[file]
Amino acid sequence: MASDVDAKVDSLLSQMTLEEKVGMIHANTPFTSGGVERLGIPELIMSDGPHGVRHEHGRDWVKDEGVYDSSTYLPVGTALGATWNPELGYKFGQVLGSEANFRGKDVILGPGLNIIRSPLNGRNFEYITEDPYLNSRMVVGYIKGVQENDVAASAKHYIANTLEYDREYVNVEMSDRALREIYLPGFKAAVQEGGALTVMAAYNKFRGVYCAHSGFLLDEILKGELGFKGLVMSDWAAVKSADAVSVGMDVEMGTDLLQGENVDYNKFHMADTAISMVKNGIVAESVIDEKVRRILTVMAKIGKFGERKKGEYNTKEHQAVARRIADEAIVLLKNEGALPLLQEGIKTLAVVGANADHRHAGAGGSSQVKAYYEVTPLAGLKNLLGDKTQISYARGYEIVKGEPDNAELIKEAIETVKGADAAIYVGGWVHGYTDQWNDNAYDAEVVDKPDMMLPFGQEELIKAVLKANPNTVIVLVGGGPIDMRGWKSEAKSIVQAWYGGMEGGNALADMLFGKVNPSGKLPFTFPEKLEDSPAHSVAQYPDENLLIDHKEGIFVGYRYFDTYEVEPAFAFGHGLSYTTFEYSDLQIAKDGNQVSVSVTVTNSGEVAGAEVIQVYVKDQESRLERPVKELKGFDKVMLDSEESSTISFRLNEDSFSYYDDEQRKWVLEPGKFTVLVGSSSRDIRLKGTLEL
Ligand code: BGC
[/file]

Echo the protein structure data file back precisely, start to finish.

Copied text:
Amino acid sequence: MASDVDAKVDSLLSQMTLEEKVGMIHANTPFTSGGVERLGIPELIMSDGPHGVRHEHGRDWVKDEGVYDSSTYLPVGTALGATWNPELGYKFGQVLGSEANFRGKDVILGPGLNIIRSPLNGRNFEYITEDPYLNSRMVVGYIKGVQENDVAASAKHYIANTLEYDREYVNVEMSDRALREIYLPGFKAAVQEGGALTVMAAYNKFRGVYCAHSGFLLDEILKGELGFKGLVMSDWAAVKSADAVSVGMDVEMGTDLLQGENVDYNKFHMADTAISMVKNGIVAESVIDEKVRRILTVMAKIGKFGERKKGEYNTKEHQAVARRIADEAIVLLKNEGALPLLQEGIKTLAVVGANADHRHAGAGGSSQVKAYYEVTPLAGLKNLLGDKTQISYARGYEIVKGEPDNAELIKEAIETVKGADAAIYVGGWVHGYTDQWNDNAYDAEVVDKPDMMLPFGQEELIKAVLKANPNTVIVLVGGGPIDMRGWKSEAKSIVQAWYGGMEGGNALADMLFGKVNPSGKLPFTFPEKLEDSPAHSVAQYPDENLLIDHKEGIFVGYRYFDTYEVEPAFAFGHGLSYTTFEYSDLQIAKDGNQVSVSVTVTNSGEVAGAEVIQVYVKDQESRLERPVKELKGFDKVMLDSEESSTISFRLNEDSFSYYDDEQRKWVLEPGKFTVLVGSSSRDIRLKGTLEL
Ligand code: BGC